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Member Since 12 May 2010
Offline Last Active Yesterday, 02:08 PM

#5169296 How many APIs are for drawing text?

Posted by Necrolis on 26 July 2014 - 08:25 AM

In a slightly more generalized answer: If you can attach PIX then that will help track down any specific DX API call used to perform an operation or render (as it gives you a breakdown of DX calls in a frame along with a before and after of the state and rendered frame -- in the frame capture mode). It will also help in debugging any issues you might have (though unfortunately MS saw fix to break PIX with a certain Win7 patch...). The various GPU vendors also provide similar free tools (NSight for nVidia, GPUPerfStudio for AMD and GPA for Intel).


The game might possibly call D3DPERF_SetOptions() to disable PIX, but its very easy to NOP/remove.

#5125284 how to traverse bvh on gpgpu (for ray tracing)?

Posted by Necrolis on 21 January 2014 - 02:58 AM

Not explicitly for ray tracing, but this awesome article from nVidia might be very useful, for actual ray tracing have a look at this nVidia research paper. You might also want to check if Ingo Wold has any publications on the subject (you can find most of his papers here).

#5120162 XMVector3Project implementation

Posted by Necrolis on 30 December 2013 - 05:05 PM

Why exactly can't you use DXMath? (or the older and now deprecated XNAMath, or the even older D3DX* math functions, each one has a project/unproject set).


Anyways, you can check out the source for D3DXVecProject here, which is the older, scalar version, and should be a little easier to understand and copy into an existing project, all you need is matrix by matrix and matrix by vector multiplies.



#5118723 How to make tile texture

Posted by Necrolis on 22 December 2013 - 09:26 AM

You can do this using "wrap" for the texture addressing mode; it'll cause the texture unit to take texture u/v addresses mod 1.0, so essentially, 11.25 would map to 0.25 in the texture, see the example here.

#5117929 Material Layering

Posted by Necrolis on 18 December 2013 - 01:44 PM

From the material layering video from the inside UE4 series, it seems that they use a masking texture and blend each material all in one pass using each of the four channels of the mask as the blend weight (though, I get the impression that some of it may be done "offline"/at startup and baked once into a final composite material). 


You might also find MJP's slides on Ready At Dawn's material layering/compositing system of interest as well.

#5111298 Should I use a Lua wrapper class in my engine?

Posted by Necrolis on 22 November 2013 - 10:04 AM

If you can use LuaJIT, you might find it easier to write C wrappers for all the class functions and invoke them through the FFI.


If want to avoid all the C wrappers, the FFI can bind directly to the class members (see this), its a bit brittle though, however, if you are targeting only a single compiler+platform, its trivial* to generate a script to encode the symbols and bind everything in the FFI. Not only is that faster (dev wise), and leads to less clutter, but you get LuaJIT with all its awesome features :) (if you factor your code properly, you can even just parse a C or C++ header directly in Lua, meaning you only need to update a singular point).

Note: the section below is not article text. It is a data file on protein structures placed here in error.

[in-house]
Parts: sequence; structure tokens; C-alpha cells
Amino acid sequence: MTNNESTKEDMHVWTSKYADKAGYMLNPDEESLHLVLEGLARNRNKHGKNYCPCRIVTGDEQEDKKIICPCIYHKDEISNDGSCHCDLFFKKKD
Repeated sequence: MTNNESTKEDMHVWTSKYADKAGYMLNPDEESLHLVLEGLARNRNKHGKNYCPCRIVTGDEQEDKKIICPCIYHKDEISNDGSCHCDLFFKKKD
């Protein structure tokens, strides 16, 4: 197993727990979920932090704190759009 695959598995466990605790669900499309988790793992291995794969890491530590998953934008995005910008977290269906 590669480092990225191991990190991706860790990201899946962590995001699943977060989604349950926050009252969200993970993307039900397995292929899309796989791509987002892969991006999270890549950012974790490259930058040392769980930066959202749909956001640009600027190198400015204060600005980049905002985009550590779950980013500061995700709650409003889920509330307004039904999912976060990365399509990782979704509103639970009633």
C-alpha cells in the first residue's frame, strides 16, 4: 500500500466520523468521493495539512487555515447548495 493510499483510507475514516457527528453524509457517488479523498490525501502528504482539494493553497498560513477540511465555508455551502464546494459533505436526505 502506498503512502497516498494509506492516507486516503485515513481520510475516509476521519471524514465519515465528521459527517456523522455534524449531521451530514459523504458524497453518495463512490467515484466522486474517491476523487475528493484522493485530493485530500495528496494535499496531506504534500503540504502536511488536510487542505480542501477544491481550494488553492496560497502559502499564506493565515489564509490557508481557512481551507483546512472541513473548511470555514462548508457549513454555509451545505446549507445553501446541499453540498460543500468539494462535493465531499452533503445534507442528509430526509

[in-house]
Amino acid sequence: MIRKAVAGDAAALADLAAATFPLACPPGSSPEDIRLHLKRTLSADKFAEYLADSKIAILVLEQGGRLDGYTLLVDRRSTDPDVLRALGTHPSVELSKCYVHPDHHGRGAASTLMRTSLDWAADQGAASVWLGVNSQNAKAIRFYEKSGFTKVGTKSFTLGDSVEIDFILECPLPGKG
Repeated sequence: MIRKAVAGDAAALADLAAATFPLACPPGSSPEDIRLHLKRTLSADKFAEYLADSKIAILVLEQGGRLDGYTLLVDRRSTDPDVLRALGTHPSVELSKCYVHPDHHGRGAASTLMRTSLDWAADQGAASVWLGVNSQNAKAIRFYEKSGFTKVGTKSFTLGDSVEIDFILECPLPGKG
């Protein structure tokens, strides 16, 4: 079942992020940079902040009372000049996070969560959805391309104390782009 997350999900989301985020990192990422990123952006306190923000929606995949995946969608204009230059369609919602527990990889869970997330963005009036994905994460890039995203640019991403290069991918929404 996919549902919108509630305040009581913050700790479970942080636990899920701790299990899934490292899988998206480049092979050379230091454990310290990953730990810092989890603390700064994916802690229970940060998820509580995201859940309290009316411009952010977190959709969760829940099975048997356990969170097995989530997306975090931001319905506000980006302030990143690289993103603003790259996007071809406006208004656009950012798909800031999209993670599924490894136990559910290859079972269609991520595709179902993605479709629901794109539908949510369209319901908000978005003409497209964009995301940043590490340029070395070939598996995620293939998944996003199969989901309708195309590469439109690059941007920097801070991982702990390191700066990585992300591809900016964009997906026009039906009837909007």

I went the C++ template and macro magic route (not as heavily as Hodgman), found it horrible to work with (and by "work with" I just mean adding of new functions, enums, classes/objects etc) in the end, been meaning to try the above using the FFI (I use LuaJIT already), unfortunately I haven't had the time yet...



*the cdef generation part, decoration of symbols might be a little more tricky, esp. with MSVC 

#5093793 Optimizing Ray-Sphere Intersections

Posted by Necrolis on 13 September 2013 - 10:09 AM

I've made a few ray tracers in the past, but they where normally focussed on small aspects, taking shortcuts for many things, however recently I needed to make one for a uni project and decided to go all out. So after setting up my math libs, getting all the ground work into place (which most importantly includes a 4DOF FPS camera) it came time to trace a few spheres to test both the ray casting and get ready to implement a BVH/BSP scheme.


First thing I tried was this snippet of code (take from this wonderful set of articles):

Vector dst = vCenter - r.GetOrigin();
float b = dst.dot(r.GetDirection());
float c = b * b - dst.dot(dst) + fRadiusSquared;

if(c < 0)

float d = std::sqrtf(c), r1 = b - d, r2 = b + d;
if(r2 < 0)

if(r1 < 0)
	fDistance = r2;

fDistance = r1;

it works, but far off objects come out very "fuzzy" and jagged, clearing up as you get closer:



After trying quite a few variants (such as this) which all suffered the same problem, I suspected a problem in my maths code; however, using the following code (adapted from here, based on an unoptimized quadratic formula, massively slows down rendering):